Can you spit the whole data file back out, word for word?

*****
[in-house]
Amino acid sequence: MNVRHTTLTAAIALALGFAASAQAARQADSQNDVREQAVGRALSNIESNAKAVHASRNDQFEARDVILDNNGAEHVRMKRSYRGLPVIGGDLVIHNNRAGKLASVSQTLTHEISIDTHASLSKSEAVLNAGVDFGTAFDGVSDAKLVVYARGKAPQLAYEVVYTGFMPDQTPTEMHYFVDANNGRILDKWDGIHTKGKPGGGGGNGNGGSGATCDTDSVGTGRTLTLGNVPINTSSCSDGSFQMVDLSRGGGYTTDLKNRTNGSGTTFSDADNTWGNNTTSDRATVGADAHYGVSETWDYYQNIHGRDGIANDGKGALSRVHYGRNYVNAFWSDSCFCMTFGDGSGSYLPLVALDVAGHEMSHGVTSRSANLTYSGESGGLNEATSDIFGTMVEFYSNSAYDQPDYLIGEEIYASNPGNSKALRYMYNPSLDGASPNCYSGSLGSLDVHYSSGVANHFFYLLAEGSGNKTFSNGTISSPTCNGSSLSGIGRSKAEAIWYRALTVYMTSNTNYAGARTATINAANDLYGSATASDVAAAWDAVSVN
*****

[in-house]
Amino acid sequence: MNVRHTTLTAAIALALGFAASAQAARQADSQNDVREQAVGRALSNIESNAKAVHASRNDQFEARDVILDNNGAEHVRMKRSYRGLPVIGGDLVIHNNRAGKLASVSQTLTHEISIDTHASLSKSEAVLNAGVDFGTAFDGVSDAKLVVYARGKAPQLAYEVVYTGFMPDQTPTEMHYFVDANNGRILDKWDGIHTKGKPGGGGGNGNGGSGATCDTDSVGTGRTLTLGNVPINTSSCSDGSFQMVDLSRGGGYTTDLKNRTNGSGTTFSDADNTWGNNTTSDRATVGADAHYGVSETWDYYQNIHGRDGIANDGKGALSRVHYGRNYVNAFWSDSCFCMTFGDGSGSYLPLVALDVAGHEMSHGVTSRSANLTYSGESGGLNEATSDIFGTMVEFYSNSAYDQPDYLIGEEIYASNPGNSKALRYMYNPSLDGASPNCYSGSLGSLDVHYSSGVANHFFYLLAEGSGNKTFSNGTISSPTCNGSSLSGIGRSKAEAIWYRALTVYMTSNTNYAGARTATINAANDLYGSATASDVAAAWDAVSVN